The defensive domination for Denver continued, with Ware feasting on Flacco for a quarterback sack from the backside to end the first quarter and their unyielding effort dictated the course of the Ravens offense, who had to punt for a third consecutive drive.

After two scoring drives on their first two possessions, the beginning of the Broncos offensive struggles started to pile up. They couldn't get anything going in the running game and after a false start penalty by Evan Mathis and a big sack allowed by Matthew Paradis, the Broncos were forced to punt to the Ravens who took over with good field position after an awful 37 yard punt by Britton Colquitt.

Baltimore was able to take advantage and dominate the Broncos defensive line in the trenches and march down the field for a few downs by way of the running game.  However, the defense turned their play up a notch and halted their foe from going any further and were relegated to a 52 yard field goal conversion by Justin Tucker to bring the score to 6 to 3.

Delayed blitzes were the Broncos bane on their subsequent possession, where Ravens promising young inside linebacker C.J. Mosley was able to sack Manning twice and prematurely end the Broncos drive with 2:29 seconds remaining in the first half.

But the Broncos defense continued to show their elite ability, hampering the Baltimore offense to no gain on their next possession and used their final timeout with a minute and twenty seconds to go in order to give the offense a shot at scoring before halftime.

Manning and the Broncos quickly set up their two minute offense and completed three passes to Jordan Norwood and Emmanuel Sanders, but overthrows to both receivers in the endzone led the Broncos to settle for a 43 yard field goal from McManus, who took a 9 to 3 lead into halftime.

It was one of the most insignificant offensive performances I had ever witnessed in the first half of an NFL game.  The two teams combined for only 152 yards of total offense, which was the lowest total for offensive production in a half since 2011. And to make matters worse, it didn't get any better for our beloved Broncos to start the second half.

The worst possible beginning imaginable happened when Manning being picked off by former Colorado Buffs star Jimmy Smith to give the Ravens a 10 to 9 lead just seconds into the third quarter. It was a poor decision by Manning, but also a prime example of failure on behalf of the Broncos coaching staff to make proper adjustments to negate the "player free" pass rush the Ravens had employed earlier in the game with resounding success. Furthermore, it was a startling indictment of an offensive line who lacked communication and uniformity to have success against Baltimore's defensive front seven.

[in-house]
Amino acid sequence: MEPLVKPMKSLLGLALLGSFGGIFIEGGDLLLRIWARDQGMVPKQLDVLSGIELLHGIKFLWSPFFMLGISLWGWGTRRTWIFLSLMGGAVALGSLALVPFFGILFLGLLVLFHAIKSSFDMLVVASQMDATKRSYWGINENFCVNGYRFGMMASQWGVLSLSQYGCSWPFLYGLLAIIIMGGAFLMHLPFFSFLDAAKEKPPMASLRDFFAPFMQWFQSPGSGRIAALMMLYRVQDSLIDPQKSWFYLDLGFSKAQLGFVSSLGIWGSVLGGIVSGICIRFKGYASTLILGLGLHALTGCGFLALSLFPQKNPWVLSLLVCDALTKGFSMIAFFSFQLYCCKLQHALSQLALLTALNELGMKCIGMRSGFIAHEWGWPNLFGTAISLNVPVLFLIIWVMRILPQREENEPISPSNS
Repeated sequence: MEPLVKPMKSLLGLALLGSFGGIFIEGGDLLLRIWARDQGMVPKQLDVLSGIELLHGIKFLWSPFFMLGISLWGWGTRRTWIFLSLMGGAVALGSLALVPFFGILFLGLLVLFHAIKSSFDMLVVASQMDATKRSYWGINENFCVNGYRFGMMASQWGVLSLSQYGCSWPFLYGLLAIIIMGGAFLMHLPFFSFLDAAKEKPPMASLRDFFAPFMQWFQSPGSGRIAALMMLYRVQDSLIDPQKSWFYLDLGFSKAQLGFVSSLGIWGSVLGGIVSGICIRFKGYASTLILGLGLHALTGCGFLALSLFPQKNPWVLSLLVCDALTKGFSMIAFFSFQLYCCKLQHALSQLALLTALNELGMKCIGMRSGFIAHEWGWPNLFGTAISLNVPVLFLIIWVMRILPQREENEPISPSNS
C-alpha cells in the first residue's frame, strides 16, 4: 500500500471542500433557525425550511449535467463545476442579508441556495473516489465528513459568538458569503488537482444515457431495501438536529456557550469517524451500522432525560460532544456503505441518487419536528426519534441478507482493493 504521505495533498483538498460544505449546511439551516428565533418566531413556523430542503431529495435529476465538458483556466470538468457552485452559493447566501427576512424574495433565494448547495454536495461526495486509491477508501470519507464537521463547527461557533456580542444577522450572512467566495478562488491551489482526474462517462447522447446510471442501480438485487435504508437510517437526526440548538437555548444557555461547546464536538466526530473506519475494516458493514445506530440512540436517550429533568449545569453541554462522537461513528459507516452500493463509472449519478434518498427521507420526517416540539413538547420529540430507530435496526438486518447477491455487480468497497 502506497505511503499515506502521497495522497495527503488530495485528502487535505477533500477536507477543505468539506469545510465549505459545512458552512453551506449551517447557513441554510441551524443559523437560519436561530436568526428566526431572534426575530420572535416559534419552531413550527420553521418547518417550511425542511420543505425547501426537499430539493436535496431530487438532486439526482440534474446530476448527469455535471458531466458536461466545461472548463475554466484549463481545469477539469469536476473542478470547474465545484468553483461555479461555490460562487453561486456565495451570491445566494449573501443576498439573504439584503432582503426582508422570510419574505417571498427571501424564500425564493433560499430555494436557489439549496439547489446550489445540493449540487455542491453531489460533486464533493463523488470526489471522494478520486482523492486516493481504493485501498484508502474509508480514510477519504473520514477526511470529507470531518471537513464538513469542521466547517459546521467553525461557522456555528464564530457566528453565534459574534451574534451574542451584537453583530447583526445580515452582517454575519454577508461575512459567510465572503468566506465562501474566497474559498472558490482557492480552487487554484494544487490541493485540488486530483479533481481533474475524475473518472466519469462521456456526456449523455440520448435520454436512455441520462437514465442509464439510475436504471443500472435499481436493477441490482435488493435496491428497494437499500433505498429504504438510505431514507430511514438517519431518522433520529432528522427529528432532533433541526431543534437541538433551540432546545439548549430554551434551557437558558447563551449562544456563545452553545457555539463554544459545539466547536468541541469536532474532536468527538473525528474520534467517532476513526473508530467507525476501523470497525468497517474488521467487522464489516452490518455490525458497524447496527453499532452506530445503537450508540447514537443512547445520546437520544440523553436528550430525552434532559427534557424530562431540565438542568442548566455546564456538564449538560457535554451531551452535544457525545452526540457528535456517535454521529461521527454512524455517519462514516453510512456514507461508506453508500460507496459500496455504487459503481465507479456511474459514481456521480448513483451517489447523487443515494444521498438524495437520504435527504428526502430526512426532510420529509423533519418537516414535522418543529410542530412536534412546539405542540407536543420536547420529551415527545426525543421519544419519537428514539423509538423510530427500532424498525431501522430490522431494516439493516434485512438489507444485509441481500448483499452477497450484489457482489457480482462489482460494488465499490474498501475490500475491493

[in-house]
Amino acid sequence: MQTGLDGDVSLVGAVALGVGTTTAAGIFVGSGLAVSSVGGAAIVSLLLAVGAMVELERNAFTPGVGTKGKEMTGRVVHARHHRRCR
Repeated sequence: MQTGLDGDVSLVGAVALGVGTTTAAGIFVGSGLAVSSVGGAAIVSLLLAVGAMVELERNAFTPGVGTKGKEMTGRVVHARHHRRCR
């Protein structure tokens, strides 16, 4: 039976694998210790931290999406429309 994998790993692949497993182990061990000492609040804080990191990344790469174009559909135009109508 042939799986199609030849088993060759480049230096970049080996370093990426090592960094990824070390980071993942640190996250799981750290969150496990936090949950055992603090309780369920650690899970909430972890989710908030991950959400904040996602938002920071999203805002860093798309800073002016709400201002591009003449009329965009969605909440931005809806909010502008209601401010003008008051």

Just when you thought it couldn't get any worse on the offensive side of the ball for the Broncos, it did. They continued their implosion by registering a quick three and out immediately after and the Ravens took over at the 40 yard line and were able to move enough down the field and kick another field goal to put them ahead 13 to 9 with 9:33 remaining in the 3rd quarter. On the subsequent possession, Manning continued to look like a shell of his former self, misfiring on several passes and Denver's offense once again fizzled into obscurity.  The first three possessions for the Broncos in the second half accounted for 9 yards on 9 plays.  A completely frustrating and unacceptable amount of production that put an extraordinary burden on the shoulders of the defense.

But when all hope seemed lost and the boos were reigning down at Mile High, Aqib Talib picked off Flacco for a 51 yard interception return to put the Broncos up 16-13 with just seconds remaining in the third quarter. It was the spiritual boost the team needed going into the final stretch and the ultimate difference maker in the tidal wave that turned the tide in the Broncos for favor and kept them ahead for good.